Rabbit Owner's Guide

Common rabbit diseases

Dental diseases

Dental diseases in rabbits are increasingly common today and have been recognised as the underlying cause of numerous other disorders. Rabbits are herbivorous and eat a wide variety of vegetation and roughage. They have teeth that are open-rooted which means that their teeth grow continually throughout their life. Feeding your bunny a proper diet keeps it healthy and the constant chewing will wear down the teeth as they grow.

Signs of dental disease
Early signs of dental disease may be subtle and not immediately noticeable to the owner. Look out for changes in your bunny's food preferences such as when your bunny stops eating certain things that may be difficult to chew. Notice also when your bunny drops food from its mouth while chewing or loses weight. Overgrown incisors may lead to a change in grooming habits and unkempt appearance. Advanced signs of dental disease may be excessive salivation, loss of appetite, malodorous breath, and severe weight loss.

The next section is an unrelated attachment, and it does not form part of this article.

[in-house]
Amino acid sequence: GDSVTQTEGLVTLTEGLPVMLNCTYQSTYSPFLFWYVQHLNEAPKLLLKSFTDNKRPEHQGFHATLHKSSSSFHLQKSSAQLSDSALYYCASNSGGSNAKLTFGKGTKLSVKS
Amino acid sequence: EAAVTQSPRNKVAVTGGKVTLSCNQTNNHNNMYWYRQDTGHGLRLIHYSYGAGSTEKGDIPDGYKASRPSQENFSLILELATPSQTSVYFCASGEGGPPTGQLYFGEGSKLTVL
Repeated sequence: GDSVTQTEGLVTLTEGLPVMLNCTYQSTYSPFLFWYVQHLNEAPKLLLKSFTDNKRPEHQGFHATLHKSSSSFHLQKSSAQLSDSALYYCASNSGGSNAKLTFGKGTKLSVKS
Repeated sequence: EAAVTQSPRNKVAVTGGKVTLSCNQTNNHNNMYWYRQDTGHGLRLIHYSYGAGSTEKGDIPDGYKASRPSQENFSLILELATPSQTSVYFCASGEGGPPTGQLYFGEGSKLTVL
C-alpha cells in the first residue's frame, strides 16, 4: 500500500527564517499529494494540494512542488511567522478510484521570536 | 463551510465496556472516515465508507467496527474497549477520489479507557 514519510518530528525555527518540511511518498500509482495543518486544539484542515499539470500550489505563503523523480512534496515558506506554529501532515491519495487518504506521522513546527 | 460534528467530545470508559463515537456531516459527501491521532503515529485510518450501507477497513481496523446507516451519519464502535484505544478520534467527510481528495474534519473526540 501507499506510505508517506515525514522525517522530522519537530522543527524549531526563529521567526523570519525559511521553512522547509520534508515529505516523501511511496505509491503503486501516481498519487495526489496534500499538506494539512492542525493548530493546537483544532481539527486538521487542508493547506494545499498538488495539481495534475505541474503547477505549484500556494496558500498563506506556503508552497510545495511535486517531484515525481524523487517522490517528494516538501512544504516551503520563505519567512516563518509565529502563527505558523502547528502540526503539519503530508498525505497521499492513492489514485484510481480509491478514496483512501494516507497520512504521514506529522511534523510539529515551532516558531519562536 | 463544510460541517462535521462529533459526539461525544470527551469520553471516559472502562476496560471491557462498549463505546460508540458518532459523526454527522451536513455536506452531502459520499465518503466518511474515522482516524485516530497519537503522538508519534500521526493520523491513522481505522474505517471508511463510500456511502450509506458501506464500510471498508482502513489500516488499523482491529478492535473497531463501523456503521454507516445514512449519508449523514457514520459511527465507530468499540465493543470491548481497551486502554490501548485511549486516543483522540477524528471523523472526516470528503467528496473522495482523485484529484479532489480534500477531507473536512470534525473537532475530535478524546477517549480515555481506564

The rabbit may present for another problem such as GI stasis, an abscess, or an infected tear duct, which are all secondary to the primary dental disease.

Common signs:

  • Visibly fractured/crooked incisors
  • Fur wrapped around incisors
  • Presence of pus/discharge around teeth
  • Abscess formation (lumps along lower jay and upper cheek area)
  • Reluctance to eat fibrous foods (for example, hay)
  • Oral pain
  • Loss of weight
  • Bad breath (from oral ulcers)
  • Discharge from nose
  • Lack of grooming/poor coat
  • Excessive tearing/eye discharge
  • Lethargy
  • Excessive salivation (wet chin, wet/saliva stained front paws, slobbering)

Causes of dental disease:

Dietary factors
Your rabbit's diet is very important in maintaining a healthy set of teeth. Rabbits are fussy eaters and would rather eat foods that are high in carbohydrates, simple sugars, fat and those that are extremely low in sugar. High-fibre foods have poorer palatability but are most beneficial to your bunny because indigestible fibre aids digestion and their abrasive nature aids in the maintenance of the continuously growing cheek teeth.